The Lord's Table

Edward Dennett

My Dear _____:

The question of the Lord's table is often a most perplexing one to the child of God. Not only are there many tables, set up on different grounds, around him on every hand, but also, when he begins to enquire into the subject, he finds almost as many theories as tables, concerning the significance of the supper of which he is invited to partake. His only remedy therefore, if he desires to avoid error and to be found in obedience to his Lord, is to turn away from the confused voices of theologians to the clear and distinct teaching of the word of God. It is to this teaching I desire to lead you in this letter.

As we might expect, there is nothing wanting on such a subject in the Scriptures. Thus I Cor. 10 explains the character of the table, and chap. 11 gives us the character of the supper, and the manner in which it should be eaten.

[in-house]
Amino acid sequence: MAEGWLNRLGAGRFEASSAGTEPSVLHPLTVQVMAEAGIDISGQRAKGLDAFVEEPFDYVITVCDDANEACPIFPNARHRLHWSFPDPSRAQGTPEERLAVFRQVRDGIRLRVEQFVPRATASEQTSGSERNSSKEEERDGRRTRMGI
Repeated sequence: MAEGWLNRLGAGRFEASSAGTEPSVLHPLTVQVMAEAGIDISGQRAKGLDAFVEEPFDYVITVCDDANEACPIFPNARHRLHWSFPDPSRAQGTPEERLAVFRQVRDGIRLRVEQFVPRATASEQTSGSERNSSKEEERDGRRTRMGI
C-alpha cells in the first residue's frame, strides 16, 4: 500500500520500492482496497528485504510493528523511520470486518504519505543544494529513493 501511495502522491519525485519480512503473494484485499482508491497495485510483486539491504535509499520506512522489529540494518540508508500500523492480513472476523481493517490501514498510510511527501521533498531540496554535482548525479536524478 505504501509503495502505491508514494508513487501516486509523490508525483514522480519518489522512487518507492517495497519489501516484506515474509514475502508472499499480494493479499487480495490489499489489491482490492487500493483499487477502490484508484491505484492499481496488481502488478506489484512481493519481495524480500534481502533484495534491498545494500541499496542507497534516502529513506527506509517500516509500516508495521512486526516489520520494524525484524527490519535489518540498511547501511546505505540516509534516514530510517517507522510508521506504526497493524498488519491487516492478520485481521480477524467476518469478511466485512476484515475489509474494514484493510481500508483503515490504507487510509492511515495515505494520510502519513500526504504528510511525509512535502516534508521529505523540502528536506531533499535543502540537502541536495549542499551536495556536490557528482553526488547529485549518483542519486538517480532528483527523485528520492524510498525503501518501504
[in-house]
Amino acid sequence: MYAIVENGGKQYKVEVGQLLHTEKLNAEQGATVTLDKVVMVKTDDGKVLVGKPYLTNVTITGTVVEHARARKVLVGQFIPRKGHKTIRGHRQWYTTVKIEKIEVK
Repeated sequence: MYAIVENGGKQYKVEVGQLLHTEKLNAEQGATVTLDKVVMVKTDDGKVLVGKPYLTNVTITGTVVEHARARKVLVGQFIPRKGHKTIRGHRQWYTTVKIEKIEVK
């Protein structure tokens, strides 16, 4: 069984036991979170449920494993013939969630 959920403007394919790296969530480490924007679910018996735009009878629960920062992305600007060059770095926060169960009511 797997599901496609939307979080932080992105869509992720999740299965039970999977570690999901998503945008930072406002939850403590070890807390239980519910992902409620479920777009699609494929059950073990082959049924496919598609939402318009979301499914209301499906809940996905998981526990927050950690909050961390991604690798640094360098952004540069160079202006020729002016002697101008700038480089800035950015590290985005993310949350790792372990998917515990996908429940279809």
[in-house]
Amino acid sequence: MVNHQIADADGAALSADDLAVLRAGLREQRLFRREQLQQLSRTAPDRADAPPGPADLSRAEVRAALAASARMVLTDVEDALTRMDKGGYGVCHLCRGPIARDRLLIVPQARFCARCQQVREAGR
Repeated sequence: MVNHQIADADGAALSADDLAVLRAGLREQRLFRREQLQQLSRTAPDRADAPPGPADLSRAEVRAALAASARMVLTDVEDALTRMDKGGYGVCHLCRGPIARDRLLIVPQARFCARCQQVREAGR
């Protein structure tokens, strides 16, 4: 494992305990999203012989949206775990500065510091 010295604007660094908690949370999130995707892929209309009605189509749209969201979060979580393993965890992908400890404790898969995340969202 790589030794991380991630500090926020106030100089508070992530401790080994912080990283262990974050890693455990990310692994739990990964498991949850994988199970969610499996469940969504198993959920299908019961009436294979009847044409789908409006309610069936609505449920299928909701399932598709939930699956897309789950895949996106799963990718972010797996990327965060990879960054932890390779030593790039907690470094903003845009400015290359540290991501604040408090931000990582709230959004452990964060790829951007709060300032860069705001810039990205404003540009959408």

First we will consider the question of the table. "The cup of blessing which we bless, is it not the communion of the blood of Christ? The bread which we break, is it not the communion of the body of Christ? For we [being] many are one bread, [and] one body: for we are all partakers of that one bread" (I Cor. 10: 16,17). This scripture evidently teaches two things; first, that the loaf or "the bread" on the table is a symbol of the body of Christ ("for we being many are one bread, one body"-see also I Cor. 12: 13) ; and secondly, that we partake of it as members of that body ("for we are all partakers of that one bread"). As therefore we have communion of the blood of Christ through the wine, so also of the body of Christ through the bread, when we partake according to the thoughts of God. The table is thus the expression of the unity of the body of Christ; and consequently it is only the members of that body who can be properly gathered around it. The "church" of England, strangely enough, agrees with this principle; for it admits no one to its table who has not been baptized; and it declares that every baptized one is made "a member of Christ," etc. The error, you will see, lies in attributing to baptism (as the means) what can only be wrought by the Spirit of God. I cite this case only to show you that the principle affirmed, so far from being peculiar, is widely accepted.